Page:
I rested my chin on my palm while I looked out the cabin’s window. Snow fell in silent flakes, building up into heaps and banks. Our family’s footsteps from the car had already been filled in with a fresh layer of snow while the car itself was just a white lump. Dark trees surrounded the area, and I loved seeing the snow outline each and every branch and limb. When my mother had suggested we’d go to a remote cabin for vacation, I had hated the idea.
But snuggled in a blanket with a warm mug of cocoa and watching the snow fall wasn’t so bad after all.
“It’s really coming down now, huh?” My dad held his own cup of cocoa as he took a peek outside. “It’s probably a good thing we don’t have to leave here for a couple of days. I’m not sure the four-wheel-drive could even make it right now.”
“You mean, it’s okay as long as the propane doesn’t run out and we don’t lose our ability to cook food, right?” I studied him over the rim of my mug. He was tall and that’s where I got my own height. I also had his sandy brown hair that demanded to be wavy. He combated the waves by keeping it cut short and firmly styled while I chose to let the waves run free, or perhaps I’d just give up the battle. I’ll never admit it.
“Don’t worry, pudding. We’ve got a backup supply, a fireplace, and your father’s wits. In the worst-case scenario, I could keep us living up here for years, if I had to.”
“Mmhmm,” Mom said as she stood next to Dad and patted him on the shoulder. “I’m sure you could.”
Dad frowned and gave her a look, but it quickly changed into a chuckle. He was just too giddy that it was winter break, unable to stay unhappy for long.
My older sister, Trina, also sat in the main room of the cabin, but she was starring broodily into the fire. The light highlighted her blonde hair she’d gotten from Mom. “I don’t see why we can’t have our phones up here, though.”
Dad gave her a sympathetic smile and swirled his cocoa. “Even if we got your phone out of the lockbox, it’s not like you’d have any service up here, anyway. Part of the appeal of being in a place so remote is unplugging.”
Trina sighed, not unlike Mom’s the moment before, but she didn’t protest anymore. She’d whined so much on the drive up here, I hoped she was all whined out.
Despite having my whole family together, I still felt like I was missing someone. Brandon usually popped in on me so often, I was beginning to feel lonely without him. Brandon was a ghost and even though he was tied to his haunt, the skatepark in town, something about my powers of being able to see ghosts allowed him to also travel with me. However, he hadn’t come with us on the drive to the cabin so I wasn’t sure he would be able to travel this far away from the skatepark. Usually, we weren’t that far from his haunt, and I didn’t have much experience pulling a ghost that far from their haunts. I preferred to avoid them, ignore them, and pretend I couldn’t see them.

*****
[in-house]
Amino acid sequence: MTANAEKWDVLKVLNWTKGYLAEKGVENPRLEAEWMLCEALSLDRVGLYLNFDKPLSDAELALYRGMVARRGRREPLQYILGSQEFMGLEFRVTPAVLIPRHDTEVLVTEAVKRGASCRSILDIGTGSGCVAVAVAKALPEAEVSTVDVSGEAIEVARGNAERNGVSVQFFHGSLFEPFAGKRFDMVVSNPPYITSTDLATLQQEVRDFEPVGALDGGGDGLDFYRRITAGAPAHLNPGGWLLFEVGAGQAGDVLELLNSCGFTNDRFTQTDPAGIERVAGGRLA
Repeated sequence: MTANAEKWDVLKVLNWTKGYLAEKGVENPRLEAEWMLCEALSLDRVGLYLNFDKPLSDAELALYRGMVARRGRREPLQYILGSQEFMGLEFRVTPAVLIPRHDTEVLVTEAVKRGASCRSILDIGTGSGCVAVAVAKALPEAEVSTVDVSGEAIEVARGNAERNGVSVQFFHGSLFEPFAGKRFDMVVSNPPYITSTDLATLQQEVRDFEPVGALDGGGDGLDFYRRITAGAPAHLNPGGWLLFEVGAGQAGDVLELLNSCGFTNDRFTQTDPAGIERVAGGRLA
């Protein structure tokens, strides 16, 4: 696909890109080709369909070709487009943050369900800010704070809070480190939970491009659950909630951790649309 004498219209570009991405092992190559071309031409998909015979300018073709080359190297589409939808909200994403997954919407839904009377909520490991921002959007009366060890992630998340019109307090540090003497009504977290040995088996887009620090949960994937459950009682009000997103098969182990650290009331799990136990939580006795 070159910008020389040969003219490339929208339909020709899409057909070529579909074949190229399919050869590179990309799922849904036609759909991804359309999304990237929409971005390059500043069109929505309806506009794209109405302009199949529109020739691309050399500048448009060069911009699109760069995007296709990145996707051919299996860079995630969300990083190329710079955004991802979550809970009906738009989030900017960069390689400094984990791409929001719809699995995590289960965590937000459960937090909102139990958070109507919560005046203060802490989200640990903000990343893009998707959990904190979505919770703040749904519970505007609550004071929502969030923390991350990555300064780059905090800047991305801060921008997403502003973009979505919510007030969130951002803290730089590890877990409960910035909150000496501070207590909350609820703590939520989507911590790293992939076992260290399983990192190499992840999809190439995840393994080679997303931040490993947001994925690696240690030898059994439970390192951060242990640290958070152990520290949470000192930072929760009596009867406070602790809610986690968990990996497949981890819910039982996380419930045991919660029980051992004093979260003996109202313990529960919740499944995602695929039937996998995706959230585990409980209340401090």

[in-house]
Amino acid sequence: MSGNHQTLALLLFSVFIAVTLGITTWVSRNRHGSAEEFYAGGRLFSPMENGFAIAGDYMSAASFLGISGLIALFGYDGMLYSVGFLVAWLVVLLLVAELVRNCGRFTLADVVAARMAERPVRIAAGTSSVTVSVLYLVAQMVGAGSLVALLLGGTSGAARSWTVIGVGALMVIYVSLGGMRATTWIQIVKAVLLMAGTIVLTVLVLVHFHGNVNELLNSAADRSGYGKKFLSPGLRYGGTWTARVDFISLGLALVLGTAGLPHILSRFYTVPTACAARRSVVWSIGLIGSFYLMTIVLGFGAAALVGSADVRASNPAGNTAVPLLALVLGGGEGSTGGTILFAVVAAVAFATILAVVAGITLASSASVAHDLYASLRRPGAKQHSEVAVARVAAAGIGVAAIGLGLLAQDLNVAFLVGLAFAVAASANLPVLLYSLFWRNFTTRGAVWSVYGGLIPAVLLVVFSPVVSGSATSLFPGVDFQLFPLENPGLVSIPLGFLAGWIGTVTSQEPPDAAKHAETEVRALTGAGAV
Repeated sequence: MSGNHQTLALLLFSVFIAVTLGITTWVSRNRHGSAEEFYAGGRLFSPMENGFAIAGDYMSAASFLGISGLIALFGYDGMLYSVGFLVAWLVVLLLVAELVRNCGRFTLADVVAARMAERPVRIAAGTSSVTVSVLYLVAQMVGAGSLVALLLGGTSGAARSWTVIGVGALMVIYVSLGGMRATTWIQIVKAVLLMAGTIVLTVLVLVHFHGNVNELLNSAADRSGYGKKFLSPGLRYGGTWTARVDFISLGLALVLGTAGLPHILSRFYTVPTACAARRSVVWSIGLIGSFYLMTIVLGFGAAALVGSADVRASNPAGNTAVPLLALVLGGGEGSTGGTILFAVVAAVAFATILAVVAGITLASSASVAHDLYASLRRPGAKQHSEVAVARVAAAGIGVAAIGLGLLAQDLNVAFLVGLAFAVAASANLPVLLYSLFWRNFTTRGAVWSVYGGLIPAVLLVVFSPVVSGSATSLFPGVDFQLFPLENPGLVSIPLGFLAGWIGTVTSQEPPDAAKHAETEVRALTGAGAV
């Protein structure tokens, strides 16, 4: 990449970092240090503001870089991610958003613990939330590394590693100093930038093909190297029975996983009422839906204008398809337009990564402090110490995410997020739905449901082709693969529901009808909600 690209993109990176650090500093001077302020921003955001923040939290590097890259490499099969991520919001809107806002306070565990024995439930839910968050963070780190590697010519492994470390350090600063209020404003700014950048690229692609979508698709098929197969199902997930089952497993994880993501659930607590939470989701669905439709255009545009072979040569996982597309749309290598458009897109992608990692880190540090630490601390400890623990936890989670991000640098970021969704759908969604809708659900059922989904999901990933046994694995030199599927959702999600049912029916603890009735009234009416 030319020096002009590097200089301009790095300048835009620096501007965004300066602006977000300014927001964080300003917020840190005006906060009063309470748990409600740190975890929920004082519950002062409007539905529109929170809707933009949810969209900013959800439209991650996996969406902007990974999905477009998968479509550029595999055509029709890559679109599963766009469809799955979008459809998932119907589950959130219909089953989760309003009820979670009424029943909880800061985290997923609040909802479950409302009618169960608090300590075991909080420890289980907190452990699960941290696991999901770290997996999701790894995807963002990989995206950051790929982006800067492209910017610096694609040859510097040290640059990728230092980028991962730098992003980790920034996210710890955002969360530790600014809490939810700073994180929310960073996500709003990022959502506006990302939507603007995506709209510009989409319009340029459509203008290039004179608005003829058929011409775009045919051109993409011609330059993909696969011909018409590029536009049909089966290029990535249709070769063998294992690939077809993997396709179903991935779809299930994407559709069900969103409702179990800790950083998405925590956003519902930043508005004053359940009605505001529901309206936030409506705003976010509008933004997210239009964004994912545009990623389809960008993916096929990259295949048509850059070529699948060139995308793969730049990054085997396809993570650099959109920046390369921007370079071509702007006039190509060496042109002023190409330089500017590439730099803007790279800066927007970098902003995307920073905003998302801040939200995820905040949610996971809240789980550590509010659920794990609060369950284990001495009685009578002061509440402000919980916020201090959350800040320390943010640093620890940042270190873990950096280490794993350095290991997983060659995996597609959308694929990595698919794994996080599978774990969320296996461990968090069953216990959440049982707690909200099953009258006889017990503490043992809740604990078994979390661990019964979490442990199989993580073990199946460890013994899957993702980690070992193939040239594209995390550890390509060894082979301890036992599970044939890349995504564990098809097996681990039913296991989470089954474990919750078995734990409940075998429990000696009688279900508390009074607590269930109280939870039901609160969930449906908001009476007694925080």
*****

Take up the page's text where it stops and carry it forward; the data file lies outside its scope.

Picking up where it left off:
I had gotten pretty good at it.
Brandon was the exception because he’d charmed me right from the start. He didn’t know I could see him, but he made a joke anyway, and I wasn’t able to stifle the laugh. He knew right away I could hear him.
We’ve been friends ever since, and more annoyingly, he’d been getting me to talk with more ghosts ever since.
I was used to Grandma’s ghost following my mom around, becoming even more substantial when my mom was sad. I’d never acknowledged her before and had done a good job pretending she wasn’t there. I’d never met another ghost that was haunting a human instead of a specific place, but that could have just been my inexperience from avoiding the ghosts as much as possible.
Yet there was something about missing Brandon and being alone in the cabin without internet or electricity that had me looking at her more often. I had to be careful, if I made eye contact with her, she’d certainly try to make contact with me.
At the moment, she was standing in the room with us, the overstuffed chair Trina was sitting on went halfway through her body. She didn’t look as sad as she usually did, but she certainly didn’t look happy.
“So what do you guys want to do?” Mom walked over to her suitcase and unzipped it. “I brought some fun board games. Remember we used to have so much fun playing them together?”
“Yea, maybe when we were eight,” Trina muttered.
I uncurled my legs and stood up, keeping the blanket wrapped around my shoulders. It was cozy in the cabin from the large fire, but it just felt right to keep the blanket. “I’m up for a good game. Sounds like a fun distraction.”
After we’d all gotten settled in, lit a few more candles for visibility, and played a few rounds, my eyes kept drawing back to my grandma's ghost. She stood behind my mother’s chair watching us play the game. She always looked so sad, but right then she almost looked happy. Almost.
“Mom, did grandma like to play board games?” I asked, careful to keep my eyes on the board and my piece, averted far from the ghost even though I wanted to see her reaction.
Mom rose her eyebrows in surprise. “That question came out of nowhere.”
I shrugged. Trina scowled. Dad shook the dice for his turn.
“We used to play board games and card games almost every Sunday evening.” Mom’s eyes looked up and into the past, getting a bit twinkly. “It was one of her favorite things to do with us. Every year for Christmas, I’d try to get a new board game as her present so we could share it together as a family. Why do you ask?”
“She’s probably so bored, she can’t think of anything else to talk about.” Trina studied the ends of a lock of hair, checking for split-ends, though I doubted she could see much in the candlelight.